grub guessed BIOS disk order incorrectly

Bug #8497 reported by leon breedt on 2004-09-25
This bug affects 8 people
Affects Status Importance Assigned to Milestone
Fix Released
gfxboot-theme-ubuntu (Ubuntu)
Colin Watson
grub (Ubuntu)
Colin Watson

Bug Description

i have an ASUS P4C800-E I875P motherboard (ICH5-R), which has two SATA
controllers, and one PATA. my boot drive is on a SATA controller, my data disk
on a PATA controller.

at installation time, i elected to install Ubuntu onto the SATA device, and when
prompted, entered "/dev/sda" as the root device for GRUB, however, it generated
a root device of (hd1,x) instead of (hd0,x).

Matt Zimmerman (mdz) wrote :

Probably needs to go upstream, please forward if so

Colin Watson (cjwatson) wrote :

What does the file /boot/grub/ contain?

leon breedt (bitserf+bugzilla) wrote :

that would be the culprit:

(hd0) /dev/hda
(hd1) /dev/sda

leon breedt (bitserf+bugzilla) wrote :

clarification: the BIOS is configured to boot off SATA, and GRUB regards the
SATA device as hd0 when booting.

Matt Zimmerman (mdz) wrote :

Is it possible that the BIOS drive order changed between the CD-ROM boot and the
hard disk boot? Something similar was described in bug #8040.

leon breedt (bitserf+bugzilla) wrote :

this sounds highly likely.

my default boot sequence doesn't include CD-ROM, so to install Ubuntu,
i would have brought up the boot device menu and selected CD-ROM for installation,
and then let it use the default sequence on reboot after installation.

Matt Zimmerman (mdz) wrote :

Unfortunately, this bug may be unsolvable, like the other one. I don't think we
can predict that, although a given disk is bios drive X during the install, it
becomes bios drive Y afterward, and X != Y. Colin, can you think of any way
around this?

Michael Vogt (mvo) wrote :

I can confirm this bug. It is e.g. triggered if the there are two drives, one
s-ata and one p-ata and the boot order of the bios is set to s-ata the p-ata disk.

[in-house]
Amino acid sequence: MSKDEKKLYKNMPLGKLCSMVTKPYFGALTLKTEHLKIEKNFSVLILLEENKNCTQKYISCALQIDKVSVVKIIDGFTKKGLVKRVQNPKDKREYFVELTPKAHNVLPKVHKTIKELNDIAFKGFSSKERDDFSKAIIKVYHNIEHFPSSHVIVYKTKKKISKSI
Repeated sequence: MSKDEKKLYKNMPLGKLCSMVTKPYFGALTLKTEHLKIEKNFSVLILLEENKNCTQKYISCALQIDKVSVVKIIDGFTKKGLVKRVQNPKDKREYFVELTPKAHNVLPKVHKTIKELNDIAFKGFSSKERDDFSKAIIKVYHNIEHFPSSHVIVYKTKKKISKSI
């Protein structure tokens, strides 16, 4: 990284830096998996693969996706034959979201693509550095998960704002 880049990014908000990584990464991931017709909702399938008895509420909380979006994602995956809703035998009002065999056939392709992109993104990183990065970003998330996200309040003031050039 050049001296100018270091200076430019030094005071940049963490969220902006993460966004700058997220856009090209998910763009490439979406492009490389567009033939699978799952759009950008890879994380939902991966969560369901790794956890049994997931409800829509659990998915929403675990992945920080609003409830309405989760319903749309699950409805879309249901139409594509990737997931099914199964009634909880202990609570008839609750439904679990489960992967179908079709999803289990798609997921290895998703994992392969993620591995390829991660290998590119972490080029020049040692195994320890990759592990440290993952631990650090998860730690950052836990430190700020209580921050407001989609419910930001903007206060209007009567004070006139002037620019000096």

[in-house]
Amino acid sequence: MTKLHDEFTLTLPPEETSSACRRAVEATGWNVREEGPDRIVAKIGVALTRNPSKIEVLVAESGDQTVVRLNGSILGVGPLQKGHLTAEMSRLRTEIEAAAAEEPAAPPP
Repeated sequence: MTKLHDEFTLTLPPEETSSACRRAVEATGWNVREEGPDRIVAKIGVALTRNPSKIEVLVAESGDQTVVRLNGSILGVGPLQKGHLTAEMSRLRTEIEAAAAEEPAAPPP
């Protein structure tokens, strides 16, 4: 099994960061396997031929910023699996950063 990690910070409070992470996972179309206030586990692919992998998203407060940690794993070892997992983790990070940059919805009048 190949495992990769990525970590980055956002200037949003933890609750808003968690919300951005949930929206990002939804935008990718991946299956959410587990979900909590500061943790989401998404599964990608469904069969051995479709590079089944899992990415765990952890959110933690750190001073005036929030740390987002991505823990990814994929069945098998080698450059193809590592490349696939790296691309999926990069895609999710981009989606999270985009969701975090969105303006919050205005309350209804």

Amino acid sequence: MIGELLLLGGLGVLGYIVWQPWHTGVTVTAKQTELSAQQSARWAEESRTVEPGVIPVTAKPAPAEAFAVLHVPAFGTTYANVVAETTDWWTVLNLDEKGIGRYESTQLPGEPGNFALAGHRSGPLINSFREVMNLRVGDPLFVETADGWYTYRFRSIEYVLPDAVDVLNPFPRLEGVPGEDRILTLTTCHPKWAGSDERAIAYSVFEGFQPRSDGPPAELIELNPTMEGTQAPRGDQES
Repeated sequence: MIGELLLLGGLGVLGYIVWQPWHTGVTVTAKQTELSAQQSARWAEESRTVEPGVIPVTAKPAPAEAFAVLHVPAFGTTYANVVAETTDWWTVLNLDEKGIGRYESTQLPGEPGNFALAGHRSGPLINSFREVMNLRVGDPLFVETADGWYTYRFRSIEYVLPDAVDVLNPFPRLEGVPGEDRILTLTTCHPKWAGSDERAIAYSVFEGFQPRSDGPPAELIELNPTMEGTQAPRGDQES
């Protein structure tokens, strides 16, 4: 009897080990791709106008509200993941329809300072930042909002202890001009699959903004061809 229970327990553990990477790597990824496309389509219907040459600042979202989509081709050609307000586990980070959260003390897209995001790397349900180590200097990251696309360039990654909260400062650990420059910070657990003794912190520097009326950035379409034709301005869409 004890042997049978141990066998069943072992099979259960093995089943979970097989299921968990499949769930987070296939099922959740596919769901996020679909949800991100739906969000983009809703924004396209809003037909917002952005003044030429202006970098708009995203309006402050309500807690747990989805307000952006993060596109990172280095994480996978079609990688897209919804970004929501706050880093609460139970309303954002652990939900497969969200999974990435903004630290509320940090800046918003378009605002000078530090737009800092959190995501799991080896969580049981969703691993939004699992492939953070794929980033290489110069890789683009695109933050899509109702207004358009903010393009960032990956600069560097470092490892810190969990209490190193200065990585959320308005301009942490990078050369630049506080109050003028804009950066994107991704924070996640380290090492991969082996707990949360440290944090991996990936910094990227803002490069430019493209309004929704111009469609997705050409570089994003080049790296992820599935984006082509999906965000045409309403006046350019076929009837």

The problem is that grub will assume that p-ata "hda" if exists comes before the
"sda". This is hardcoded into grubs lib/device.c:init_device_map() code. This
may be a unsolvable problem unless we are able to ask the bios about the
assigned drive numbers at boot-time in some way.

Michael Vogt (mvo) wrote :

(In reply to comment #8)
> s-ata and one p-ata and the boot order of the bios is set to s-ata the p-ata disk.

That should read "...and the boot order of the bios is set to s-ata first and
then p-ata".

The result of this assumption is that the is created with
(hd0) /dev/hda
(hd1) /dev/sda

but it really is the other way around. I guess this problem is not too common
because it require people to activly change the bios boot ordering.

Michael Vogt (mvo) wrote :

Pondering a bit about the bug I thought about using the linux real mode
interrupt (lrmi) interface (that vbetool already uses) to figure the bios driver
order. The interessting bit here is int 13h/ah=48h
( to get drive information. I wrote some
testcode (based on vbetool) at Calling the interrupts
works pretty well but I seem to be unable to get the drive information into a
real-mode buffer :/

Another idea would be to use the partition label or uuid to figure the
boot-partition but that would involve a lot more work than the rather simple
approach above.

Michael Vogt (mvo) wrote :

Another update:

Fortunately there is already support in the linux kernel for passing on the
needed information about the bios disk ordering. The option is called CONFIG_EDD
and disabled by default in ubuntu because of

Some information about the support can be found here:

This looks like the right solution for the problem of creating a correct grub
device map.

Matt Zimmerman (mdz) wrote :